"Germany's Air Force is in bad shape. For years, its fighter planes have fallen into disrepair due to lack of spare parts, with the number of its flyable, operational warplanes now at one of its lowest points," Robert Beckhusen wrote for the War is Boring website.
Berlin among other things plans to send six Panavia Tornado multirole fighters to conduct reconnaissance flights in Syria, which does not say much without a context.
In 2014, a total of 38 Tornadoes, or 57 percent of Germany's deployable multirole warplanes, were combat ready. A year later, less than half of them (44 percent) could actually fly missions.
The same dynamic is true with regard to the most advanced warplane in Germany's arsenal.
"Take the Eurofighter Typhoon. The twin-engine, canard-delta wing fighter is Germany's most modern warplane, of which it owns 109 in three different variants. Seventy-four were available but only 42 were deployable in 2014," Beckhusen observed, citing a German air force report obtained by Der Spiegel.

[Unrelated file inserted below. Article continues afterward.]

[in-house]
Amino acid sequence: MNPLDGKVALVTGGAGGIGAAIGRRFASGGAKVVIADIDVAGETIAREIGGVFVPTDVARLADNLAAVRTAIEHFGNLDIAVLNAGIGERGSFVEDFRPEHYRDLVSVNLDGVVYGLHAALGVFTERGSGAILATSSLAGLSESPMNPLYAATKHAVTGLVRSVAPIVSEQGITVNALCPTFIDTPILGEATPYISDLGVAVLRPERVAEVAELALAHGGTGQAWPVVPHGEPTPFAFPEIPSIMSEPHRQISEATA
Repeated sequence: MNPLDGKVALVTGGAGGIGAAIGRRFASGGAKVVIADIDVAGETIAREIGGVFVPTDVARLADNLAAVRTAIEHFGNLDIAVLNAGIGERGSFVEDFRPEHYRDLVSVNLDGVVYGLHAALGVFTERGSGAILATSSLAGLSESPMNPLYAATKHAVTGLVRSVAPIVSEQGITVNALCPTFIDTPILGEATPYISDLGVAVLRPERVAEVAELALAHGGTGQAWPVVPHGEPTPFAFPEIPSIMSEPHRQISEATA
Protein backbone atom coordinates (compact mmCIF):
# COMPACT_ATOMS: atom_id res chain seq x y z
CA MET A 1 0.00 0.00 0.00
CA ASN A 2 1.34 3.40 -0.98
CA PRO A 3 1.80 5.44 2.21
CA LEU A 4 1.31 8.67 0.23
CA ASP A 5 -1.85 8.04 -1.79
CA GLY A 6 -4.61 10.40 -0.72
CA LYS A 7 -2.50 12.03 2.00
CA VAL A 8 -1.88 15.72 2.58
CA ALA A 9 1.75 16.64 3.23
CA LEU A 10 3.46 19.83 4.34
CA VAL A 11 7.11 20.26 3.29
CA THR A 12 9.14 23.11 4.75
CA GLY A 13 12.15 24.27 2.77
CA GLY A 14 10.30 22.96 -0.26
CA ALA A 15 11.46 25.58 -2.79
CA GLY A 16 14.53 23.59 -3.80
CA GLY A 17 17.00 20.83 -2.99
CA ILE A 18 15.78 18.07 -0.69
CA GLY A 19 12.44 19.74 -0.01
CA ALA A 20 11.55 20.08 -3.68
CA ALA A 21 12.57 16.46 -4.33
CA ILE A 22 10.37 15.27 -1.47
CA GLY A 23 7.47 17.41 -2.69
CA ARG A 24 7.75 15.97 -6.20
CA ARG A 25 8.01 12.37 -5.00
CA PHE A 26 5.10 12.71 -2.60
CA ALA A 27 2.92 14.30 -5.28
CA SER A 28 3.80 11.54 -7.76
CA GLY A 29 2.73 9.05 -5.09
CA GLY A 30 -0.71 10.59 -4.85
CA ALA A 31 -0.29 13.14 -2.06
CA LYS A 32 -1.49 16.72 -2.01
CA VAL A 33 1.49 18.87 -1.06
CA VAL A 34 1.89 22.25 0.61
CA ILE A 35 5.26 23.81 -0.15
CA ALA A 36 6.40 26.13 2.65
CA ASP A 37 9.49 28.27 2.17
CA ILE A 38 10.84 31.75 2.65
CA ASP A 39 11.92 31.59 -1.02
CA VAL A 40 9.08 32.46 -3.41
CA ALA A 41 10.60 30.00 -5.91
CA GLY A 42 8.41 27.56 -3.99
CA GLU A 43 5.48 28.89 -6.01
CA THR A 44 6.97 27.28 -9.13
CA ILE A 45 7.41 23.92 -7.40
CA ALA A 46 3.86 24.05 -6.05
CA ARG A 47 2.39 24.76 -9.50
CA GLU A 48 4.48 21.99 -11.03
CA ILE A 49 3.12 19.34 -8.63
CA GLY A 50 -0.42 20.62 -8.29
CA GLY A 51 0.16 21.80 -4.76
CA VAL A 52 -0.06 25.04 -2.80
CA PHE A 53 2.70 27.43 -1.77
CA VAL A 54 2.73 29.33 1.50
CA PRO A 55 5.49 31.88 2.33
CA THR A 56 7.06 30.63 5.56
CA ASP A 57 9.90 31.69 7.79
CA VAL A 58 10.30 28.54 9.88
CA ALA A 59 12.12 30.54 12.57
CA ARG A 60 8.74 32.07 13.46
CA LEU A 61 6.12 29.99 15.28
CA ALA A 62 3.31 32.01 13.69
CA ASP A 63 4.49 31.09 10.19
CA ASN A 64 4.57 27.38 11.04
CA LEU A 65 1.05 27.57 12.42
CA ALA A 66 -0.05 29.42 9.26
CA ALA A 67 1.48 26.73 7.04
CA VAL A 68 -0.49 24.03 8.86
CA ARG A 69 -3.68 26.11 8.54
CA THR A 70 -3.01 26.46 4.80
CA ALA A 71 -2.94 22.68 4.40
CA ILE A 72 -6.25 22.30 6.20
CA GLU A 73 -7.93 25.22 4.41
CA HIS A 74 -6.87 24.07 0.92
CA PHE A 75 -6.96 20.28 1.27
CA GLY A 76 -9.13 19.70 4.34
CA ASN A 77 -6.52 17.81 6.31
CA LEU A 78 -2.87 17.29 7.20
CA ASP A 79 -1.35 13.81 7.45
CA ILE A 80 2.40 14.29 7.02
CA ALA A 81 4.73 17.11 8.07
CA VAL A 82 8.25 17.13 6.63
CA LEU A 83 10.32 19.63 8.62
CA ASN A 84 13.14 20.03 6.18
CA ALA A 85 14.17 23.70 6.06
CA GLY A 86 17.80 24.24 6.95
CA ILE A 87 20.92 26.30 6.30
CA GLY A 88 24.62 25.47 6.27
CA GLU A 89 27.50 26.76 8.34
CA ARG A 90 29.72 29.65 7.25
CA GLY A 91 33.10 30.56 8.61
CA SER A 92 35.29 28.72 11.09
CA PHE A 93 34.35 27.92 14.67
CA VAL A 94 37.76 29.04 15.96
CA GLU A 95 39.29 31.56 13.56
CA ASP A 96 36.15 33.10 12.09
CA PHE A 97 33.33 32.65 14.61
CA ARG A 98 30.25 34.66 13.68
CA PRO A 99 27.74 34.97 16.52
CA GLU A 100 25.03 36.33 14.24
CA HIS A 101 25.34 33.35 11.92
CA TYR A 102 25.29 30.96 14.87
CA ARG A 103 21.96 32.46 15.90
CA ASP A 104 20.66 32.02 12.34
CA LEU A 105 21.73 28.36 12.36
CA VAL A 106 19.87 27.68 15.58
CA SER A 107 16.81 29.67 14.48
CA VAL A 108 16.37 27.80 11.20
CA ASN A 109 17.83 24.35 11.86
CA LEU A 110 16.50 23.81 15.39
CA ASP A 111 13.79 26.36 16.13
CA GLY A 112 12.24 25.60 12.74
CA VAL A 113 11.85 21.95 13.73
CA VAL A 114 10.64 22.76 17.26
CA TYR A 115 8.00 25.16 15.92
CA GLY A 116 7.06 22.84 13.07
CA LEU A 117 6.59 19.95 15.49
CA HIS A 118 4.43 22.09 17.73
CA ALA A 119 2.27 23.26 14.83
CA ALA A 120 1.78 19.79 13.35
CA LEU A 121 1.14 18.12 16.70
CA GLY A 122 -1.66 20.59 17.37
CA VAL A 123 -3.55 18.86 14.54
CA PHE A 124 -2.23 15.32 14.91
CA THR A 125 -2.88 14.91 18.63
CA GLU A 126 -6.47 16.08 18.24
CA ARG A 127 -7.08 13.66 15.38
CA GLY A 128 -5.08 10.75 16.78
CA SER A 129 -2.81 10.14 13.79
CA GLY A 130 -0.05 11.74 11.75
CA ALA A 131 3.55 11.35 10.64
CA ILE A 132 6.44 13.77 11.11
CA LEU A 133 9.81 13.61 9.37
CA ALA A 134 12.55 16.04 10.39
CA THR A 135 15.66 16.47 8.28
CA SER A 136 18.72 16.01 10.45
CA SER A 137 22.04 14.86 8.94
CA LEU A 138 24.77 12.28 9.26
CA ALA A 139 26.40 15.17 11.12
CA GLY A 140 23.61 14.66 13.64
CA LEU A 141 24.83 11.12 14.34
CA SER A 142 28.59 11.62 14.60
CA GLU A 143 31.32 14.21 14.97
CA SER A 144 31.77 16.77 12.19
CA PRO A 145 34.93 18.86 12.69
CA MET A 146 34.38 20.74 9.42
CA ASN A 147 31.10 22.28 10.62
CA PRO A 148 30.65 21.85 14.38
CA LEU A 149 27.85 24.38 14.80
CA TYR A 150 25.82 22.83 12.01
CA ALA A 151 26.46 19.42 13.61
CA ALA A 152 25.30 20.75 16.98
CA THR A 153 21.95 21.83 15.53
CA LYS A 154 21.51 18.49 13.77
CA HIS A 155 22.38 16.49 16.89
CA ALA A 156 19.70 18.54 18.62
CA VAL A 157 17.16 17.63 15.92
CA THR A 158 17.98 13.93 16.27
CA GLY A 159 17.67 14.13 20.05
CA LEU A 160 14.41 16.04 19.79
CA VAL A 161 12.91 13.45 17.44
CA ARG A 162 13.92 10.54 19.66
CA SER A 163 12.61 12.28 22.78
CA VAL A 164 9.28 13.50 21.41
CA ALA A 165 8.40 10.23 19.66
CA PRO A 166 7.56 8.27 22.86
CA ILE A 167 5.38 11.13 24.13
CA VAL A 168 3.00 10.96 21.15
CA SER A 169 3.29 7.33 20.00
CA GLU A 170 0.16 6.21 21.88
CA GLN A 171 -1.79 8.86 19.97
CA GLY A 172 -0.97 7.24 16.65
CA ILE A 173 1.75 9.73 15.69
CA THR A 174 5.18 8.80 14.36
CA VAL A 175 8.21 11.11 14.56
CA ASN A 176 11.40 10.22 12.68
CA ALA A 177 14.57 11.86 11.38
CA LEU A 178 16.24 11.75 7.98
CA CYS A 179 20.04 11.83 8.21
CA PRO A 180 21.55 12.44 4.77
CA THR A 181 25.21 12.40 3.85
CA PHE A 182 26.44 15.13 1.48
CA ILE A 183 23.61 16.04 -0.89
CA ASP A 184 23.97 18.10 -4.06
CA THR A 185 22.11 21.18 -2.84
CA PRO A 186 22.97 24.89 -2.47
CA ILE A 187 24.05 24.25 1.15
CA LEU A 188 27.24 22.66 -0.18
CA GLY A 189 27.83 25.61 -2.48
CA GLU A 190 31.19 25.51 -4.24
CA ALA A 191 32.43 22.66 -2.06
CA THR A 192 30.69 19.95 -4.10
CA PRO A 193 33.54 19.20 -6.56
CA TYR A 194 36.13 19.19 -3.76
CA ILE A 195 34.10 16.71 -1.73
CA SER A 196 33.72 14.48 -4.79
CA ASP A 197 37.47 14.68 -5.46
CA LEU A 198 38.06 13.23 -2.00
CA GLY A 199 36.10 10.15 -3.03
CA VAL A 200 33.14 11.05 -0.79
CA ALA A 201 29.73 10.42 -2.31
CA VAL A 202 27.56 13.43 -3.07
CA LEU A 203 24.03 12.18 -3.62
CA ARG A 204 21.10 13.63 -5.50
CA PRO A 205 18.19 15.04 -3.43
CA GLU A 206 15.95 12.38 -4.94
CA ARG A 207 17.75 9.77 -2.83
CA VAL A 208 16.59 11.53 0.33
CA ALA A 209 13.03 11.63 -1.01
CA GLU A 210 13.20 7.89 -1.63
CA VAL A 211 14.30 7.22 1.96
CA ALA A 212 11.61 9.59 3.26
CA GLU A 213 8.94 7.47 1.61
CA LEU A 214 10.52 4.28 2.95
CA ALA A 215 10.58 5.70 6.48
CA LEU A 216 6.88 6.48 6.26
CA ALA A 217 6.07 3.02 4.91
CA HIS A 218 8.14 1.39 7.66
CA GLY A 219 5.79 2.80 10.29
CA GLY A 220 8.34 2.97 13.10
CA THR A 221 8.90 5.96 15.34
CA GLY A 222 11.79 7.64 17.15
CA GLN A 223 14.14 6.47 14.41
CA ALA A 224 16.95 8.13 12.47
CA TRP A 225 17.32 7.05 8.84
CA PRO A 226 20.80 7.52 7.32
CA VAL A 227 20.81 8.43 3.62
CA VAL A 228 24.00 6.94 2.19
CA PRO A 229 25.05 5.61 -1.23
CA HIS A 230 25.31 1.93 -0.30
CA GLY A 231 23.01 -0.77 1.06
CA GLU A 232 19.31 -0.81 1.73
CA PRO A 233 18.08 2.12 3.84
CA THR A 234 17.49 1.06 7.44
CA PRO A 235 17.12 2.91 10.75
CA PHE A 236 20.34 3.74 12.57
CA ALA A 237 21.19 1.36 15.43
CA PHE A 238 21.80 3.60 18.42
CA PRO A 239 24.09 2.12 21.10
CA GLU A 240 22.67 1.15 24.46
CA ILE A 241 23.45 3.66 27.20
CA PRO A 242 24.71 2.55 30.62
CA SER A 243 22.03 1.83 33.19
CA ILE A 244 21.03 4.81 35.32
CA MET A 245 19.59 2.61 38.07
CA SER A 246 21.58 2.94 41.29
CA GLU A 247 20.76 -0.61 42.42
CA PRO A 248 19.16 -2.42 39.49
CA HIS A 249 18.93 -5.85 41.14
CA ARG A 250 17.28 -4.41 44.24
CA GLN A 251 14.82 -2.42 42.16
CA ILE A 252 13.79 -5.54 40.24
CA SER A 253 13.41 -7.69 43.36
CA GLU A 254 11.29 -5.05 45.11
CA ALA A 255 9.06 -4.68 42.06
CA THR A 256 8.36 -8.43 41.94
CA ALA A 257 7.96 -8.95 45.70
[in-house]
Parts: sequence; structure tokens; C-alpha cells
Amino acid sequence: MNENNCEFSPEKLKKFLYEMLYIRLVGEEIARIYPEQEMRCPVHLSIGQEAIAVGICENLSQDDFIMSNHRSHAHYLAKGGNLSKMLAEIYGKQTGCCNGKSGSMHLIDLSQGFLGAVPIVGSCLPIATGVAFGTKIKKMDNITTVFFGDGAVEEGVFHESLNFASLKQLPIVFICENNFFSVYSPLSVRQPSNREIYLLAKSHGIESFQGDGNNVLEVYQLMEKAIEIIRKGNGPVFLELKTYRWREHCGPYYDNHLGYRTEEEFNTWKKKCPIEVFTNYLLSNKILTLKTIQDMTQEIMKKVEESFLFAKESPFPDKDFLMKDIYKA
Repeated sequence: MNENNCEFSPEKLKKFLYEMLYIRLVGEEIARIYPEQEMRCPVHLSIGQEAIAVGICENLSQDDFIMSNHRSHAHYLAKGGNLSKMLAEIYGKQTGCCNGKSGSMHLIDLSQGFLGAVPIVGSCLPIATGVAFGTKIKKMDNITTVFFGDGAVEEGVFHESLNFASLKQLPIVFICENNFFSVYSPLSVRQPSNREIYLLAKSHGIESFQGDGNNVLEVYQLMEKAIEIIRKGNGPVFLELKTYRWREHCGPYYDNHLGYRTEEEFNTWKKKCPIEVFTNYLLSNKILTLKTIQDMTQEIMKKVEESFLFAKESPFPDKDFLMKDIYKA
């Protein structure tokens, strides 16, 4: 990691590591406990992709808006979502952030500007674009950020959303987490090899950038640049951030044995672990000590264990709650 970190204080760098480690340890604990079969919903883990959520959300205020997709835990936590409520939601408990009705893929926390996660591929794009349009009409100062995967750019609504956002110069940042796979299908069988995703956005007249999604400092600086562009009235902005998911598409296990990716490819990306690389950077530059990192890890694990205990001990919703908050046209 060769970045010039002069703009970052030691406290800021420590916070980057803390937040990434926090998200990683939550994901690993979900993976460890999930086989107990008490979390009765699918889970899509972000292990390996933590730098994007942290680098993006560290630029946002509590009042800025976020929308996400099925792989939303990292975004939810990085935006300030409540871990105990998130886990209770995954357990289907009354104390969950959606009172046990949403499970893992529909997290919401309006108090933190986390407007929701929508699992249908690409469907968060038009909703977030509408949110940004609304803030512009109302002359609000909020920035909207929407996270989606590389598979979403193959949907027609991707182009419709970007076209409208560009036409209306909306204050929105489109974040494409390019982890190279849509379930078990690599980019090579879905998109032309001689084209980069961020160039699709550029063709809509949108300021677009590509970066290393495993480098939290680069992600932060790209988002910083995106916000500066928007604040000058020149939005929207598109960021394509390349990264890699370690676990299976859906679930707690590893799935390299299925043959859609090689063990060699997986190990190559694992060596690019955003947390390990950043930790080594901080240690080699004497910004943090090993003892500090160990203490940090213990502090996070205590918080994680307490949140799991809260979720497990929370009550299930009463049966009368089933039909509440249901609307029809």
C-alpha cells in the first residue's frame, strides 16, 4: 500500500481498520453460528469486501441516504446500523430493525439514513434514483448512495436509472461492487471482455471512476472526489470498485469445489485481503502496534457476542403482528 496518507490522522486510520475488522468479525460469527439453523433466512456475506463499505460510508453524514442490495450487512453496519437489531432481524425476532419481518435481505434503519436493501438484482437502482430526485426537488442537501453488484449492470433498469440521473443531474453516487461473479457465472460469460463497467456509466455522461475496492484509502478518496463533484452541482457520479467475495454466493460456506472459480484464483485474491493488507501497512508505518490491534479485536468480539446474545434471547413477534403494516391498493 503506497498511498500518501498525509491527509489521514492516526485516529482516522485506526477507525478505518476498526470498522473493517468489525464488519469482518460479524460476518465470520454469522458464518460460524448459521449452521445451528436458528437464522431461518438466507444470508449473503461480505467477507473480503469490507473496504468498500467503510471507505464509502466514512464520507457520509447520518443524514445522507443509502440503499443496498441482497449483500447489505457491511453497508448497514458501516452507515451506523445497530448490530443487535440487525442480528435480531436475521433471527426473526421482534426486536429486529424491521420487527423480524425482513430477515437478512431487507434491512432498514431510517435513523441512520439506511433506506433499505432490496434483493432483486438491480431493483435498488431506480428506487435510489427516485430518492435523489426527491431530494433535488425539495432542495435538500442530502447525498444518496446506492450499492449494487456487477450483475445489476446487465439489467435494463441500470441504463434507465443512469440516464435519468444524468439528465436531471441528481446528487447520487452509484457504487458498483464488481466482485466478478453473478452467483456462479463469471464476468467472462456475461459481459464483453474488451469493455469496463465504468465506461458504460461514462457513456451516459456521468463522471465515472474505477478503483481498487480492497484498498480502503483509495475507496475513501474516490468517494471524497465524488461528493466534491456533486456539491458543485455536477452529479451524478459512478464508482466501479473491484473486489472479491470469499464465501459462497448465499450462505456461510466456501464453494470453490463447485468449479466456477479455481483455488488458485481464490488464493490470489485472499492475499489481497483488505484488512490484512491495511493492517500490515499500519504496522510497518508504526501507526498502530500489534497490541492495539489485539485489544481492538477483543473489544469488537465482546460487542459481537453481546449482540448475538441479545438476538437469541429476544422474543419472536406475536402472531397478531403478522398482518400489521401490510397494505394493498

This is a worrying trend in itself but the fact that Germany's defense agency does not distinguish between full and limited operational capability makes it significantly worse. If this difference is taken into account, the number of combat ready Typhoons drops to eight aircraft, the expert explained.
Berlin has been trying to dismiss any concerns regarding the upcoming deployment in the context of its depleting fleet of warplanes as a nonissue. Indeed, deploying six out of 30 Tornadoes to Syria might not seem like much. "That gives us a wide margin," as Von der Leyen put it. But the general trend speaks for itself.